Odell, who was part of the design team that planned the Danforth Center, attributes this turn to three factors: a profusion of conferences discussing green building tactics, a general awakening to the environmental degradation that large buildings such as labs wreak, and an acknowledgement that building green can save money. Odell says that this last point was driven home when institutions such as big pharmaceutical companies were forced to tighten their belts and become more economically efficient. "It didn't hurt that many big research organizations were hurting for money," he says.
Amon, who is also a program manager for a cooperative project co-sponsored by the EPA and the Department of Energy called Labs for the 21st Century (Labs21), sees the green building trend, particularly applied to laboratories, rapidly gaining momentum and significance. "It's like a freight train coming down the tracks," Amon says, "and you've got to get on board."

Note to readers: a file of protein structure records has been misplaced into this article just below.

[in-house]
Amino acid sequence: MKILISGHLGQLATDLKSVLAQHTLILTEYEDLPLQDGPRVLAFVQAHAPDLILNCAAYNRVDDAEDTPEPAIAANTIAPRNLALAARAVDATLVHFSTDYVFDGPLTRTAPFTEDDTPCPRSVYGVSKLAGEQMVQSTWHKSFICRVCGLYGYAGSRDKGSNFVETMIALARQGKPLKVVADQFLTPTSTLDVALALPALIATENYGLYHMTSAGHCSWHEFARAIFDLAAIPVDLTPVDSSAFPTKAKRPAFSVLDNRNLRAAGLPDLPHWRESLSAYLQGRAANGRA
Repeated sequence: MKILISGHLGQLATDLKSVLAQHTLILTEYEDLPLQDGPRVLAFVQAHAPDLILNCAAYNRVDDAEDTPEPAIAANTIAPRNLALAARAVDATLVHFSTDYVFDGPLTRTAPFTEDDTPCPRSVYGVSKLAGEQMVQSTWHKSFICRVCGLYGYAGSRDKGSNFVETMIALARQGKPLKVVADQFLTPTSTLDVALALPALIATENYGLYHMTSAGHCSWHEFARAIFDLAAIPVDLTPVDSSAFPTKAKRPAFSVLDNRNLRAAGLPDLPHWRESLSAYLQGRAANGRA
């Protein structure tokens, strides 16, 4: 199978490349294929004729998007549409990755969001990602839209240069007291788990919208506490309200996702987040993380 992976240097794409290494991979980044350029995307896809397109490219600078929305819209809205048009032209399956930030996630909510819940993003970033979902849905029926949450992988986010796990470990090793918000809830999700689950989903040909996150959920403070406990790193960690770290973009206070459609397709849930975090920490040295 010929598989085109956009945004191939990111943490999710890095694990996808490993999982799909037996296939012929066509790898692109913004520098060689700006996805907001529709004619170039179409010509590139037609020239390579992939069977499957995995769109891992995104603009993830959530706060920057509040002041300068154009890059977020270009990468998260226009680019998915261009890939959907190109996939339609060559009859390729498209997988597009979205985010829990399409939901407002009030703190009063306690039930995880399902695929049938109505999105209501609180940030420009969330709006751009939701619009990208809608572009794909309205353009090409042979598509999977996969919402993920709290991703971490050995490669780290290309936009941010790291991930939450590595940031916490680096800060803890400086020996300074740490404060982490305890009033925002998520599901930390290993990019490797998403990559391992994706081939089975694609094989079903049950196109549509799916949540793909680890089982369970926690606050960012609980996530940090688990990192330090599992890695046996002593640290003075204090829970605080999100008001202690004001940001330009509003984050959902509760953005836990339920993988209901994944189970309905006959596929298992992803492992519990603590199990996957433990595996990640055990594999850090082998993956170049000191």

Though labs make up a relatively small chunk of the commercial building stock in the United States, their unique needs for high-performance ventilation systems, 24/7 operation, and specialized appliances (e.g., fume hoods, centrifuges, and ultra-cold freezers) make them notorious energy hogs. According to the latest Commercial Buildings Energy Consumption (CBECS) survey, laboratories constitute less than one percent of the total floor space occupied by the country's almost five million commercial buildings, which include malls, office buildings, hospitals, businesses, universities, and churches. But the survey, administered in 2003 by the DOE's Information Administration, also found that while commercial buildings consume an average of 14.9 kWh/sq. ft. of floor space, labs consume more than double the electricity; averaging 39 kw hr/sq. ft.
Laboratories exert other pressures on the environment, such as increased water use and a particularly nasty waste stream, but none is larger than energy use. Energy "is the big enchilada in terms of the environmental impact of labs," says Paul Matthew, staff scientist at Lawrence Berkeley National Laboratory (LBNL). Thus laboratories are logical targets for energy conservation. "The opportunities in laboratory design are endless for energy efficiency and savings," says Amon.